It’s quite possible that both approaches are right. You can keep hdl high and triglycerides low by avoiding refined carbs, and eating plenty of good fat which drives up hdl, and not worry about saturated fat. Or you can keep ldl and triglycerides very low. Or you can do both (“belt and suspenders”) by following a version of wfpb which has reduced saturated fat but emphasizes more of the healthy fats like omega3 and monounsaturated discussed above.

I couldn’t resist including this- apparently saturated fat helps may help prevent baldness? 🙂

Saturated Fat and Other Diseases

Ingestion of excess saturated fat contributes to lipotoxicity, a metabolic syndrome that may be involved in “several inflammatory pathways, contributing to disease progression in chronic inflammation, autoimmunity, allergy, cancer, atherosclerosis, hypertension, and heart hypertrophy as well as other metabolic and degenerative diseases” [9,10].

Dietary saturated fat correlates negatively with binding of insulin-like growth factor-1 (igf-1) which contributes to cancer risk [11,12]. However, this was found in population-based studies and it is not clear whether the people were also consuming refined carbohydrates. We already know that combination is bad, so this is not necessarily evidence that saturated fat alone is a cancer risk factor.

Ldl is positively correlated with calcification of heart valves [13]. Not enough is known at this point, it may be that it is ldl particle number that really matters, not ldl, as seems to be the case for atherosclerosis. But the mechanism must differ at least somewhat with that for atherosclerosis, because valve calcification does not respond to statin therapy [14].

This seems to be an overlooked area for research. In the US about 80,000 to 85,000 heart valve replacements are done per year. At least half of these probably involve using tissue valves as replacements, so there are 40,000 or so of those a year. You’d have to track the recipients down and follow them in a longitudinal study, occasionally auditing their diet, and monitor how quickly their new valves calcify. I’m officially volunteering for such a study.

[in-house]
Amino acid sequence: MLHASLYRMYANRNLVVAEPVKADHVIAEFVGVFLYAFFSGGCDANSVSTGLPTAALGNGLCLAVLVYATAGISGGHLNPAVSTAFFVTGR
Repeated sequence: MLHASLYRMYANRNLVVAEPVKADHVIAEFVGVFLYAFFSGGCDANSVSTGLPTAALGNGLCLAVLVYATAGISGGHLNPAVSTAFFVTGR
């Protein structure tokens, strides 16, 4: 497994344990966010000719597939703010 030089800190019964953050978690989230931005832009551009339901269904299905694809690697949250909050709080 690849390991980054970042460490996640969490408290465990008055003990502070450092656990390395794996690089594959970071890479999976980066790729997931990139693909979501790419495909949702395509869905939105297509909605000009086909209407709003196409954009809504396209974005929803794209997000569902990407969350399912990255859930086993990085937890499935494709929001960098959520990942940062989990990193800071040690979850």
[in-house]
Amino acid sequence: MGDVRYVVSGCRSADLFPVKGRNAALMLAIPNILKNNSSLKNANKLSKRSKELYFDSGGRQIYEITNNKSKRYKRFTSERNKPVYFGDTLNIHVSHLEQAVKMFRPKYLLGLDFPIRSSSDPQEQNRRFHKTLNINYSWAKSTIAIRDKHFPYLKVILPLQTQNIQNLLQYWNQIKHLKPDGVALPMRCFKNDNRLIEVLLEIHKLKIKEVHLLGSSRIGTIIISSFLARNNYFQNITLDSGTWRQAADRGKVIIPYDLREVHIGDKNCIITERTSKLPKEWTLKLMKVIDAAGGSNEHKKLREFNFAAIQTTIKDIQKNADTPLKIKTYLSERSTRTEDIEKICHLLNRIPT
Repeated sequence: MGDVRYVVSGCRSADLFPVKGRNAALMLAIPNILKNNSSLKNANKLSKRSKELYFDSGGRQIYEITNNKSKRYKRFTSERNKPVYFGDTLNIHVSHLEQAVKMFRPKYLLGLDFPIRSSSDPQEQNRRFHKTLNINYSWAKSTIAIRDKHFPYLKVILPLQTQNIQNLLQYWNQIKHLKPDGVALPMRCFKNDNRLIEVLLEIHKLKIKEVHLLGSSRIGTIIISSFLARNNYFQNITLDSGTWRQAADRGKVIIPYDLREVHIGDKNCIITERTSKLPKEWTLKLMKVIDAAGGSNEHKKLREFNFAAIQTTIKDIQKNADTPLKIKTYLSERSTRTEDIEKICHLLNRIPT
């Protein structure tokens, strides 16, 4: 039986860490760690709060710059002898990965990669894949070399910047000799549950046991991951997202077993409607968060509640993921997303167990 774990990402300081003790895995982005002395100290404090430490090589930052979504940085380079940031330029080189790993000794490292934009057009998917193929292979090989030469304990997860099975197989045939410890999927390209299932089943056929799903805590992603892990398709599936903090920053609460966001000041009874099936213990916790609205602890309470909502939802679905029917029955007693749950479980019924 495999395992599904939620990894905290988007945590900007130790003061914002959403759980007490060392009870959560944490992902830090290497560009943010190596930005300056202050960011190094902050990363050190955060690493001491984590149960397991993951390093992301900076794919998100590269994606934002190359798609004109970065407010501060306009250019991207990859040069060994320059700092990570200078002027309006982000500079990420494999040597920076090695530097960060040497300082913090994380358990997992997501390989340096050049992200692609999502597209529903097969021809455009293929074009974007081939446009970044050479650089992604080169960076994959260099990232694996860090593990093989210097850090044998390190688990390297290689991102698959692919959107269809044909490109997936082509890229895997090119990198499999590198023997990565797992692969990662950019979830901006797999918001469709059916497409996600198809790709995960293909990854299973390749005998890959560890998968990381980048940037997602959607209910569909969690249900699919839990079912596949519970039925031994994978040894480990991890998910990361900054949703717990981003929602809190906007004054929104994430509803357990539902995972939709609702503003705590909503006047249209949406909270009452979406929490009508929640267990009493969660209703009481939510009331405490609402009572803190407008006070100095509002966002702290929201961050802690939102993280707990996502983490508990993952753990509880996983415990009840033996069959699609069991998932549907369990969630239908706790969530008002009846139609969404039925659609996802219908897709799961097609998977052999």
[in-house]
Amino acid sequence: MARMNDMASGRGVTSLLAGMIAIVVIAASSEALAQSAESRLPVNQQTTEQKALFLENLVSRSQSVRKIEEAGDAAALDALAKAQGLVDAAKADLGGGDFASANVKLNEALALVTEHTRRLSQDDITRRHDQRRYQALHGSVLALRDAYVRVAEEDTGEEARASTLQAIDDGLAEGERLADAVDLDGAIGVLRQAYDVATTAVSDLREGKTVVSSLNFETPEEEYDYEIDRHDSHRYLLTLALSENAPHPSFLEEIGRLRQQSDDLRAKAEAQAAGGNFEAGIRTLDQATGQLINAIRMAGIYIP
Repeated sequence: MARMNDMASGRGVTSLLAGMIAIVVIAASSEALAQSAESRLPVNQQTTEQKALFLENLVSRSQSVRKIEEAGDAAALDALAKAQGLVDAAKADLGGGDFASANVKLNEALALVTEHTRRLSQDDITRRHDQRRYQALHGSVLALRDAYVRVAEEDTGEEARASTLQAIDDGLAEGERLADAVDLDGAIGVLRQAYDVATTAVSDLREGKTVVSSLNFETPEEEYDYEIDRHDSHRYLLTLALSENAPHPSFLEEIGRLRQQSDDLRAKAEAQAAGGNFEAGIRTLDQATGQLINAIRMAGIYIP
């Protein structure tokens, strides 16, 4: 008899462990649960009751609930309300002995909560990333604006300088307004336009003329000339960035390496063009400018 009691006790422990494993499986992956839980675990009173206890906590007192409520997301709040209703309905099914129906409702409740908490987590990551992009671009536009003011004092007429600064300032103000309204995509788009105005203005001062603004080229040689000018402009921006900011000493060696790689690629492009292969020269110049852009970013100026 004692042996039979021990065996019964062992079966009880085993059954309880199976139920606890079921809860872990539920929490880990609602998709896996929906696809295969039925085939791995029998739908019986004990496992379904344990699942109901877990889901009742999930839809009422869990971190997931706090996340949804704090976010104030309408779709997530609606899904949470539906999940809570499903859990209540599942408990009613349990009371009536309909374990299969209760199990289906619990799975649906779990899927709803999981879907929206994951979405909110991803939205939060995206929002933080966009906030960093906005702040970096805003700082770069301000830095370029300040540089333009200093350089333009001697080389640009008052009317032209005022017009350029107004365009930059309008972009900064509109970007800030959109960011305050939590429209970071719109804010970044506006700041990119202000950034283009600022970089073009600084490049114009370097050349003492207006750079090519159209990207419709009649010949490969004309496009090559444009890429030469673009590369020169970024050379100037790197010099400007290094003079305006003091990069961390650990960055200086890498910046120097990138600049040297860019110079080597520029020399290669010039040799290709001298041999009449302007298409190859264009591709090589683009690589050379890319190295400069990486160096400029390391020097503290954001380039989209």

In the meantime, because not enough is known at this point, I’ve decided to be conservative and stay low on saturated fat, since I have a replacement tissue valve that I’d like to maximize the life of. So, sadly, butter is not back for me, except as a special treat.

Animal Foods

The discussion in this post is about excess consumption of animal foods. As discussed previously, there are populations known to have good health and longevity that get up to 15% of their calories from animal products. How far above that is the line for “excess” is a controversial point.

I invite your feedback on this if you disagree or think I have missed something. I try to keep an open mind on these issues but it’s impossible to read everything in the nutrition literature.

Health Issues

A main concern in the past about animal foods (except fish) has been saturated fat intake. The saturated fat and heart disease connection is less clear than previously thought, as we saw. If you are still concerned with other diseases and saturated fat, you can go with leaner choices of animal foods.

Paleo authors [15] and others like Dr. Mark Hyman [16] suggest healthy options for animal foods (grass-fed beef, eggs from pasture-raised chickens, etc.), which improves their omega3 content, among other benefits. I agree this is a good idea. Paleo advocates argue that despite containing  significant amounts of meat, their diet is anti-inflammatory overall because it contains lots of anti-inflammatory plant foods, and minimizes dairy and grains, which are pro-inflammatory [15]. I don’t know to what extent these mitigate the health concerns about to be discussed.

All animal foods (dairy, meat, eggs, and fish) have some negative effects on gut bacteria, which has important health effects [17]. For example, they can cause the gut bacteria to produce the toxic compound TMAO, which has various disease risks. They are also implicated in inflammatory bowel disease because “Diets rich in animal protein and animal fat cause a decrease in beneficial bacteria in the intestine” [18]. IBS can also be caused by grain sensitivity, however, which I’ve covered in my post on grains and legumes. Replacing some of the protein in the diet from animal foods with plant-based protein is associated with significantly lower all-cause mortality [19].

Dairy

Both wfpb and paleo advocates consider dairy to be an unhealthy food. It is inflammatory, and there are other health issues with dairy in the nonfat portion of it (such as skim milk). Ironically, despite it being touted as good for the bones, increased dairy consumption correlates with higher rates of bone fractures and osteoporosis [20]. Dairy is also a significant source of estrogen, associated with acne and male infertility [21], and increased cancer risk [22].